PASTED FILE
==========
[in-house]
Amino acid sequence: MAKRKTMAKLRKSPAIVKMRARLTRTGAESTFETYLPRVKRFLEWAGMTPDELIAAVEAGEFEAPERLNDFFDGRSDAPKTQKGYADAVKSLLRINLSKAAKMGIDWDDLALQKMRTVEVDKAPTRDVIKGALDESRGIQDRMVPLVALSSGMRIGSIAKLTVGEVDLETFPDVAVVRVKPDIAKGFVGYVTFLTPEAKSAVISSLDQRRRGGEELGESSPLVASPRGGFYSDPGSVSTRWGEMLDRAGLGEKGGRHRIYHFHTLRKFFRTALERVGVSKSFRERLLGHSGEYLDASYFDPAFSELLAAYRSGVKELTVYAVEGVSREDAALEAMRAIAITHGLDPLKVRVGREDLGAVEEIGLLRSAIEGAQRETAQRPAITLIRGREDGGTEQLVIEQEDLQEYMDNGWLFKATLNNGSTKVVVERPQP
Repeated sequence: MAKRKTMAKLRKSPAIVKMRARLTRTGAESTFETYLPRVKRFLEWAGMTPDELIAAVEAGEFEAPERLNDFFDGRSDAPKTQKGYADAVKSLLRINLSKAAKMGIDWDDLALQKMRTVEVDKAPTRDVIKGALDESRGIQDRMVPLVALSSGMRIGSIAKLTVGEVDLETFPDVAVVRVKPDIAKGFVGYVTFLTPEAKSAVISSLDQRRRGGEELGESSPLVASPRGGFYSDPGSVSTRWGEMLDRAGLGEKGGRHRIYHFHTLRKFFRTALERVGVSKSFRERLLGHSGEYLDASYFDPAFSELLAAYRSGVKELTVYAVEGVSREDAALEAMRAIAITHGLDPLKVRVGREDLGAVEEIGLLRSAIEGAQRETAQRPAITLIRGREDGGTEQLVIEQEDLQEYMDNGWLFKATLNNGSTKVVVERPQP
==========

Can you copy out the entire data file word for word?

[in-house]
Amino acid sequence: MAKRKTMAKLRKSPAIVKMRARLTRTGAESTFETYLPRVKRFLEWAGMTPDELIAAVEAGEFEAPERLNDFFDGRSDAPKTQKGYADAVKSLLRINLSKAAKMGIDWDDLALQKMRTVEVDKAPTRDVIKGALDESRGIQDRMVPLVALSSGMRIGSIAKLTVGEVDLETFPDVAVVRVKPDIAKGFVGYVTFLTPEAKSAVISSLDQRRRGGEELGESSPLVASPRGGFYSDPGSVSTRWGEMLDRAGLGEKGGRHRIYHFHTLRKFFRTALERVGVSKSFRERLLGHSGEYLDASYFDPAFSELLAAYRSGVKELTVYAVEGVSREDAALEAMRAIAITHGLDPLKVRVGREDLGAVEEIGLLRSAIEGAQRETAQRPAITLIRGREDGGTEQLVIEQEDLQEYMDNGWLFKATLNNGSTKVVVERPQP
Repeated sequence: MAKRKTMAKLRKSPAIVKMRARLTRTGAESTFETYLPRVKRFLEWAGMTPDELIAAVEAGEFEAPERLNDFFDGRSDAPKTQKGYADAVKSLLRINLSKAAKMGIDWDDLALQKMRTVEVDKAPTRDVIKGALDESRGIQDRMVPLVALSSGMRIGSIAKLTVGEVDLETFPDVAVVRVKPDIAKGFVGYVTFLTPEAKSAVISSLDQRRRGGEELGESSPLVASPRGGFYSDPGSVSTRWGEMLDRAGLGEKGGRHRIYHFHTLRKFFRTALERVGVSKSFRERLLGHSGEYLDASYFDPAFSELLAAYRSGVKELTVYAVEGVSREDAALEAMRAIAITHGLDPLKVRVGREDLGAVEEIGLLRSAIEGAQRETAQRPAITLIRGREDGGTEQLVIEQEDLQEYMDNGWLFKATLNNGSTKVVVERPQP